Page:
WASHINGTON (PRWEB) February 05, 2019
The Consortium for Universal Healthcare Credentialing (C4UHC), together with more than 45 healthcare suppliers, providers, and vendor credentialing organizations, has successfully completed the process of certification to develop ANSI (American National Standards Institute) Standards for healthcare supplier credentialing through NEMA, an ANSI Standards setting body.
Supplier representatives that provide services or products to a hospital and may require access to secure areas are required to comply with healthcare credentialing requirements. Currently, the cost to comply with these diverse and duplicative requirements has been estimated at over $1 Billion annually which adds to the overall cost of healthcare without quantifiable benefit to patients. Standardized credentials, when adopted by the hospitals, and met by hospital suppliers will help reduce this excess cost to the healthcare industry while streamlining the process to ensure access to products and services utilized in patient care.
Personal and sensitive information from the supplier’s employee must be protected by the provider, supplier and credentialing organizations. Adopting the ANSI Standards will minimize the exposure of this information while meeting the hospital credentialing requirements.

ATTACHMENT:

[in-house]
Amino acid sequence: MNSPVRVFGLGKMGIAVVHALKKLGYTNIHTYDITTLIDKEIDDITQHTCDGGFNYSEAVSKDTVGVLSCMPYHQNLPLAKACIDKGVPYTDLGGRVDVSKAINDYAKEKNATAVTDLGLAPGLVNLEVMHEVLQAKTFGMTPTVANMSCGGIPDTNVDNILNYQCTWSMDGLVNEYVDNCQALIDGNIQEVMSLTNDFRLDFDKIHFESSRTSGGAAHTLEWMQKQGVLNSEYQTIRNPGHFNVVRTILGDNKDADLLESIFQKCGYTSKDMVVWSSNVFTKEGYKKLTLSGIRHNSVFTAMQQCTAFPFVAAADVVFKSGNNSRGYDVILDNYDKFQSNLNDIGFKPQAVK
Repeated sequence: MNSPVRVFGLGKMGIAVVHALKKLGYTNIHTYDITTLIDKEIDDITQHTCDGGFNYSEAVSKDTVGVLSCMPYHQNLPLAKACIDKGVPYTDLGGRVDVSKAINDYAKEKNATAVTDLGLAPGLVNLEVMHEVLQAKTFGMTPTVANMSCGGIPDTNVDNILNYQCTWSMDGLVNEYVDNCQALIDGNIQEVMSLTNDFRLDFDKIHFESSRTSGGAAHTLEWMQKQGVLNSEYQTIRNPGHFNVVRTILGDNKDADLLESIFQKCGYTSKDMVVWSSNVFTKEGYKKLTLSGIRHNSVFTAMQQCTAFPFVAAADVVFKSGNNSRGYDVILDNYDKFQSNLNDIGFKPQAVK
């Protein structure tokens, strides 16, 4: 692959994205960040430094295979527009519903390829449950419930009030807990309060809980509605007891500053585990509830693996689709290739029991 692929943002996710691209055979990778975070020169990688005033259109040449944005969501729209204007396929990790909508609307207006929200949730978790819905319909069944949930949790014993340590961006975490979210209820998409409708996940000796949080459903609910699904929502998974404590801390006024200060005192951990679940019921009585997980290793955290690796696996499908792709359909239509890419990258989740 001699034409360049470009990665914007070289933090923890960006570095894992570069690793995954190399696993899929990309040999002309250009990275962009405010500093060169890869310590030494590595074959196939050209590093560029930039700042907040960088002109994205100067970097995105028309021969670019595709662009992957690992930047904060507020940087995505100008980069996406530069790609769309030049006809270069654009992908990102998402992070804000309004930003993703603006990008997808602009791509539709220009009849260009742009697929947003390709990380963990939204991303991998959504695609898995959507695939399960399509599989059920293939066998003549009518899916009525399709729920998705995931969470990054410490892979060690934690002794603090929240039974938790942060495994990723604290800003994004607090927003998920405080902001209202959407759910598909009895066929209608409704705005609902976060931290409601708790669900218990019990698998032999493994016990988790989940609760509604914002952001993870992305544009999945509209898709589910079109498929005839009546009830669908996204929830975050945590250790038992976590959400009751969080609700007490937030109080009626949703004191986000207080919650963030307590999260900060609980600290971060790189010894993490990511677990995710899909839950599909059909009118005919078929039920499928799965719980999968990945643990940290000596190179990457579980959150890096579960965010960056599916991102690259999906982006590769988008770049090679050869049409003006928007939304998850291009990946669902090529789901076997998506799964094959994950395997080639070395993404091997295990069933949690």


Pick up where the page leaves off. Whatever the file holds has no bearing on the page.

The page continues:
Next steps will be to expand the pilot national representative registry aligned with the ANSI Standards which will allow access to validated credentials of supplier representatives.
ANSI approval was received on January 11, 2019. A copy of the ANSI/NEMA SC 1-2019 Standard for Supplier Credentialing in Healthcare will be available March 2019. To obtain a copy, please click the following link: http://www.nema.org/standards.
More information on Healthcare Credentialing Standardization can be found at http://www.C4UHC.org.
The Mission of the Consortium for Universal Healthcare Credentialing (C4UHC) is to streamline the health care industry representative credentialing process in a manner that will protect patient safety and confidentiality, eliminate duplicative efforts and costs, and meet the needs for both suppliers and health care providers. The Consortium looks to accomplish this goal by solidifying written and data standards for credentialing, promoting adoption of such standards nationwide, and creating an interoperable process to communicate those standards.